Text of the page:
At the time of writing, the number of those involved in the police racket amounts to 41 officers who have been arrested, with 25 suspended and seven who stepped down. High-ranking officers were Involved in the scheme which was brazenly being run through a bank account. It has been a major blow to an institution which has already suffered a lot of bad PR for other reasons, and these revelations have simply reinforced the general impression that the dire lack of enforcement on our streets was due to some form of corruption.
As reported by Malta Today, “The police also clarified that its reference to the generic term “overtime” specifically refers to the abuse of extra duty payments, which are paid when police officers render services to third parties while they are off work. The corruption in the police traffic branch was exposed by a whistleblower, who has claimed officers collected “protection money” from major construction firms and transport companies to turn a blind eye on traffic contraventions and other violations.”
This then, is the corrosive nature of corruption, in plain sight for all of us to see. If everyone is doing it, especially the top dogs, then who is to say the “little guy” should not get a piece of the pie? What this police racket has also exposed is the dangerous level of tolerance which occurs when pervasive, nation-wide corruption is met by a nonchalant “u iva” shrug of the shoulders. It is for this precise reason that there have to be high ethical standards and people of impeccable moral character at the very top, because without that we have nothing. You can say that I am being impossibly idealistic, but if we at least try to aim for that standard we might have a chance of getting 3/4 of the way there, but if our expectations of morality in public officers is non-existent, and we lower the bar too low then there might as well not even be a bar.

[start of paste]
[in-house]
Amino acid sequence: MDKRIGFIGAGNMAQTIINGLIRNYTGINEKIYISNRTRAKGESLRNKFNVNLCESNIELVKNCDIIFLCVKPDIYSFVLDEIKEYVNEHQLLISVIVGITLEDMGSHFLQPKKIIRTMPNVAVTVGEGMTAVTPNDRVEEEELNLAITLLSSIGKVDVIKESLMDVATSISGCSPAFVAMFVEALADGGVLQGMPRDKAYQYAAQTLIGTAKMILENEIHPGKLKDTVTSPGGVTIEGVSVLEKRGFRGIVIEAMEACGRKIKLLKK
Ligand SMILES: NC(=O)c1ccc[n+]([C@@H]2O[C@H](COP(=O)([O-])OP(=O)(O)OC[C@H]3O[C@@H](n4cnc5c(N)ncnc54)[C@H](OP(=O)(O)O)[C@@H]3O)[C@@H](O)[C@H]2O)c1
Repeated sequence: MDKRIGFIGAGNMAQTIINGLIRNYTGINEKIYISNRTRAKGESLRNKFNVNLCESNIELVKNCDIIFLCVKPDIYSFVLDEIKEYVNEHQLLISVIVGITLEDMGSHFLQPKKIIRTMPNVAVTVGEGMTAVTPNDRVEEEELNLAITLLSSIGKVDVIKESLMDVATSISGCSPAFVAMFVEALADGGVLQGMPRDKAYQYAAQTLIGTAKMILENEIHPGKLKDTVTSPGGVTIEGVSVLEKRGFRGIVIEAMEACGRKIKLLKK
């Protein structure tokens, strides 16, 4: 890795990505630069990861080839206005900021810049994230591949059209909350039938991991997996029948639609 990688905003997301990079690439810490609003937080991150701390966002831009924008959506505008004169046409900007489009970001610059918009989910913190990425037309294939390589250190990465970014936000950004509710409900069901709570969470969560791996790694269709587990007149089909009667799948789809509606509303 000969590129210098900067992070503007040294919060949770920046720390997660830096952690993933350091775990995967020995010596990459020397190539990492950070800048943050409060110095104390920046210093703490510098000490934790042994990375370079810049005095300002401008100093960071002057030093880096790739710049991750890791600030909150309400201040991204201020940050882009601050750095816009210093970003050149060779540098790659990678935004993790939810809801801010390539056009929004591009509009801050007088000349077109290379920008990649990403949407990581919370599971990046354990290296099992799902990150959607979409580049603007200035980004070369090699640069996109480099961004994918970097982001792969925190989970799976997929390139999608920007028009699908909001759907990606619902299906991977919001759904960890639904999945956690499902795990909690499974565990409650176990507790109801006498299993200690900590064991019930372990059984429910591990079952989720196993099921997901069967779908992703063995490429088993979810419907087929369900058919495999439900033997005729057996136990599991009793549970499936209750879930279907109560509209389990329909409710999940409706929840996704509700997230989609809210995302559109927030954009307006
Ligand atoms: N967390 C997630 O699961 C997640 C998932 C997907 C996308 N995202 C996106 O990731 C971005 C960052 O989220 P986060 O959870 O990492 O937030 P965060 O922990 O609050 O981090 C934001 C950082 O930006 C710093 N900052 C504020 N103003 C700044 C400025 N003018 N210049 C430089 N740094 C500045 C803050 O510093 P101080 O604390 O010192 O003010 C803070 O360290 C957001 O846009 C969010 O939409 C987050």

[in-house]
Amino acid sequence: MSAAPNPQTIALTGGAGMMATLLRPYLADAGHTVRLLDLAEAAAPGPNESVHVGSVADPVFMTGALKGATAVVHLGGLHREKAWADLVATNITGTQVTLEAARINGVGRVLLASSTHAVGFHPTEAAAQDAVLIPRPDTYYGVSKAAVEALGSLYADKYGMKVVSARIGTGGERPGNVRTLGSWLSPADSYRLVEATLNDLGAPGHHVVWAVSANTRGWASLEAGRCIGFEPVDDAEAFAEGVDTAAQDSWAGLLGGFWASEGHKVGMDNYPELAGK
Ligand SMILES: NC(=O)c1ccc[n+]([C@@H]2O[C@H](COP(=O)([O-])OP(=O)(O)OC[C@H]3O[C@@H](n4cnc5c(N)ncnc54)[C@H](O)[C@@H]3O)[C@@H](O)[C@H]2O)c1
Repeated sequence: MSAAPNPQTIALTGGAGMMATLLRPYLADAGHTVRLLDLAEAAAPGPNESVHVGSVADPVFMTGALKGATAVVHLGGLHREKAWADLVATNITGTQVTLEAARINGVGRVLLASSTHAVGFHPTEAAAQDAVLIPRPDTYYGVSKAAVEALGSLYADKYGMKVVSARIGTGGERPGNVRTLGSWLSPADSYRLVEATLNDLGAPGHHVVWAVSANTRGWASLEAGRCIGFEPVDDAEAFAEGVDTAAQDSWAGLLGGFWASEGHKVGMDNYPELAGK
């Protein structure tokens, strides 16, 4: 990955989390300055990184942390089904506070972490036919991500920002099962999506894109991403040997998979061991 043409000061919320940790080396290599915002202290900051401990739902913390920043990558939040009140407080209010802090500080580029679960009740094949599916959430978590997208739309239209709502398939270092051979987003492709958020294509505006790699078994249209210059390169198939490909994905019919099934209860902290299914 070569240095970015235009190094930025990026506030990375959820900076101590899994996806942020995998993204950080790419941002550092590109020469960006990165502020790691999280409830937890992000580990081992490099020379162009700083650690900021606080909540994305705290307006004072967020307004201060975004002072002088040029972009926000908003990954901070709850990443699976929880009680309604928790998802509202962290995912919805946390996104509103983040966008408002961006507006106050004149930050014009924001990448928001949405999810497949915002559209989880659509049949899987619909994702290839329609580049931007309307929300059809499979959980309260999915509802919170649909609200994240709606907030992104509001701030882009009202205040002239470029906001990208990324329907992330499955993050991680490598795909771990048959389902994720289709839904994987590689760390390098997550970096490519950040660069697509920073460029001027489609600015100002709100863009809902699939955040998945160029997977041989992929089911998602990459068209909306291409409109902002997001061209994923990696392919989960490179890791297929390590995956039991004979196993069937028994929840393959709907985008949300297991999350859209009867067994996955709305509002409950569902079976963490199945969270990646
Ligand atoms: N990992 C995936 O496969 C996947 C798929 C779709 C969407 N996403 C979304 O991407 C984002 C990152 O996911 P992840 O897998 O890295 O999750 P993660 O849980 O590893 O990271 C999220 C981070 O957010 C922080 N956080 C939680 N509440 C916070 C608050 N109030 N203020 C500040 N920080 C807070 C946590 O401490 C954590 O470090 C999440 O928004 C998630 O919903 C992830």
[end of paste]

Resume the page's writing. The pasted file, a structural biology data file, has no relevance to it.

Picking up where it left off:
Finally, I think as a nation we should thank this whistleblower who was brave enough to expose this racket, as well as the internal investigators who took action. We should be glad this has happened, because the alternative would have been for this corrupt scheme to have continued unabated while ordinary citizens fume at the lack of enforcement.
We must also not forget the percentage of police officers who are not corrupt, who carry out their duties properly and who are a credit to their uniform. They should be treated with respect and thanked, for it is not easy to remain morally upright when all around you there are people who are on the take.